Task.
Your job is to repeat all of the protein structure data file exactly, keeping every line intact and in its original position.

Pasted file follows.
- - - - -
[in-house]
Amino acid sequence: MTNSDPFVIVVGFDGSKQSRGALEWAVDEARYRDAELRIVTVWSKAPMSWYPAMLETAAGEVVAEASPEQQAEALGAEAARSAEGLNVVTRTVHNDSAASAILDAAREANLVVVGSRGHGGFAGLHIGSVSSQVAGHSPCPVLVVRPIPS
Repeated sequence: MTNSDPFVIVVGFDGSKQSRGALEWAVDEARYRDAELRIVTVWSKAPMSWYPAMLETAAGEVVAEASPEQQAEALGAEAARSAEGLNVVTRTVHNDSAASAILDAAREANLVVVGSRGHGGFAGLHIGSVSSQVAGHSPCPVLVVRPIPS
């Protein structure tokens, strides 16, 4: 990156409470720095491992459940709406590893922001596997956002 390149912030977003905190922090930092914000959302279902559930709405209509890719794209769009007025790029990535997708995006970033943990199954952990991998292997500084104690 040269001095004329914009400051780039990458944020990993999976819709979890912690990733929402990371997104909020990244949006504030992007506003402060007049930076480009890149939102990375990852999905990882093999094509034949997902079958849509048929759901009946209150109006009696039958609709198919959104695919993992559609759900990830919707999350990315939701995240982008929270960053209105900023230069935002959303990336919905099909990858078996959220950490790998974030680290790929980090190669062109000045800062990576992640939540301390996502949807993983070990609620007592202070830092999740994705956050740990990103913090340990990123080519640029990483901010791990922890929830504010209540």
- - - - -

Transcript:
[in-house]
Amino acid sequence: MTNSDPFVIVVGFDGSKQSRGALEWAVDEARYRDAELRIVTVWSKAPMSWYPAMLETAAGEVVAEASPEQQAEALGAEAARSAEGLNVVTRTVHNDSAASAILDAAREANLVVVGSRGHGGFAGLHIGSVSSQVAGHSPCPVLVVRPIPS
Repeated sequence: MTNSDPFVIVVGFDGSKQSRGALEWAVDEARYRDAELRIVTVWSKAPMSWYPAMLETAAGEVVAEASPEQQAEALGAEAARSAEGLNVVTRTVHNDSAASAILDAAREANLVVVGSRGHGGFAGLHIGSVSSQVAGHSPCPVLVVRPIPS
């Protein structure tokens, strides 16, 4: 990156409470720095491992459940709406590893922001596997956002 390149912030977003905190922090930092914000959302279902559930709405209509890719794209769009007025790029990535997708995006970033943990199954952990991998292997500084104690 040269001095004329914009400051780039990458944020990993999976819709979890912690990733929402990371997104909020990244949006504030992007506003402060007049930076480009890149939102990375990852999905990882093999094509034949997902079958849509048929759901009946209150109006009696039958609709198919959104695919993992559609759900990830919707999350990315939701995240982008929270960053209105900023230069935002959303990336919905099909990858078996959220950490790998974030680290790929980090190669062109000045800062990576992640939540301390996502949807993983070990609620007592202070830092999740994705956050740990990103913090340990990123080519640029990483901010791990922890929830504010209540």